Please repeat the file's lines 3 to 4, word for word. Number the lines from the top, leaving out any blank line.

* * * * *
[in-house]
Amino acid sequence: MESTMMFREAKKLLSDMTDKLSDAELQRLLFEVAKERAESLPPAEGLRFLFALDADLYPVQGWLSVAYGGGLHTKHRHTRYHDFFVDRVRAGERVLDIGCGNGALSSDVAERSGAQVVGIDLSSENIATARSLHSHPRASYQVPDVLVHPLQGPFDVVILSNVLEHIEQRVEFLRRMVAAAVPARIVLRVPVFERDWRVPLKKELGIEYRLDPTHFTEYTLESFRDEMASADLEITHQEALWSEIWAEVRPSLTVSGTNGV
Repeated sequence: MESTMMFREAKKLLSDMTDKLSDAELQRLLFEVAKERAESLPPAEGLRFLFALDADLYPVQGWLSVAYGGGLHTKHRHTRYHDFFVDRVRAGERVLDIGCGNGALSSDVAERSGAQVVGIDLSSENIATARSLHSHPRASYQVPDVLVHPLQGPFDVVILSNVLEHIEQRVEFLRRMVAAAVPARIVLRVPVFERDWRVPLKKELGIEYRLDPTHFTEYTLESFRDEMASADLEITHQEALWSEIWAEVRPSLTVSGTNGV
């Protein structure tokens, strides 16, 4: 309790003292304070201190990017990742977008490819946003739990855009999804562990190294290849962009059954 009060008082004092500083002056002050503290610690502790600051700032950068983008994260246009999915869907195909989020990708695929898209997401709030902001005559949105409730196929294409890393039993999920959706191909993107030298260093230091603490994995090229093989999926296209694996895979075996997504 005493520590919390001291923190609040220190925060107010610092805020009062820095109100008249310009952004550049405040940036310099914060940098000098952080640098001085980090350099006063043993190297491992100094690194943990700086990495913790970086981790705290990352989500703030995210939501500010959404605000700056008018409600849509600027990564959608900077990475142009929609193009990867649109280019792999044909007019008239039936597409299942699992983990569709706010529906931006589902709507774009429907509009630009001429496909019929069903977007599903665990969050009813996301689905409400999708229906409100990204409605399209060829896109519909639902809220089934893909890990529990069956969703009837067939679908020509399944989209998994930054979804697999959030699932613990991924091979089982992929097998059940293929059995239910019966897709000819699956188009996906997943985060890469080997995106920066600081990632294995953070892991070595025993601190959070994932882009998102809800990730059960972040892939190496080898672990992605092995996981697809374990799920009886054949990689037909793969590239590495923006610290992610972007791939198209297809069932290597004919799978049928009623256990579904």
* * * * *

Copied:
Repeated sequence: MESTMMFREAKKLLSDMTDKLSDAELQRLLFEVAKERAESLPPAEGLRFLFALDADLYPVQGWLSVAYGGGLHTKHRHTRYHDFFVDRVRAGERVLDIGCGNGALSSDVAERSGAQVVGIDLSSENIATARSLHSHPRASYQVPDVLVHPLQGPFDVVILSNVLEHIEQRVEFLRRMVAAAVPARIVLRVPVFERDWRVPLKKELGIEYRLDPTHFTEYTLESFRDEMASADLEITHQEALWSEIWAEVRPSLTVSGTNGV
């Protein structure tokens, strides 16, 4: 309790003292304070201190990017990742977008490819946003739990855009999804562990190294290849962009059954 009060008082004092500083002056002050503290610690502790600051700032950068983008994260246009999915869907195909989020990708695929898209997401709030902001005559949105409730196929294409890393039993999920959706191909993107030298260093230091603490994995090229093989999926296209694996895979075996997504 005493520590919390001291923190609040220190925060107010610092805020009062820095109100008249310009952004550049405040940036310099914060940098000098952080640098001085980090350099006063043993190297491992100094690194943990700086990495913790970086981790705290990352989500703030995210939501500010959404605000700056008018409600849509600027990564959608900077990475142009929609193009990867649109280019792999044909007019008239039936597409299942699992983990569709706010529906931006589902709507774009429907509009630009001429496909019929069903977007599903665990969050009813996301689905409400999708229906409100990204409605399209060829896109519909639902809220089934893909890990529990069956969703009837067939679908020509399944989209998994930054979804697999959030699932613990991924091979089982992929097998059940293929059995239910019966897709000819699956188009996906997943985060890469080997995106920066600081990632294995953070892991070595025993601190959070994932882009998102809800990730059960972040892939190496080898672990992605092995996981697809374990799920009886054949990689037909793969590239590495923006610290992610972007791939198209297809069932290597004919799978049928009623256990579904």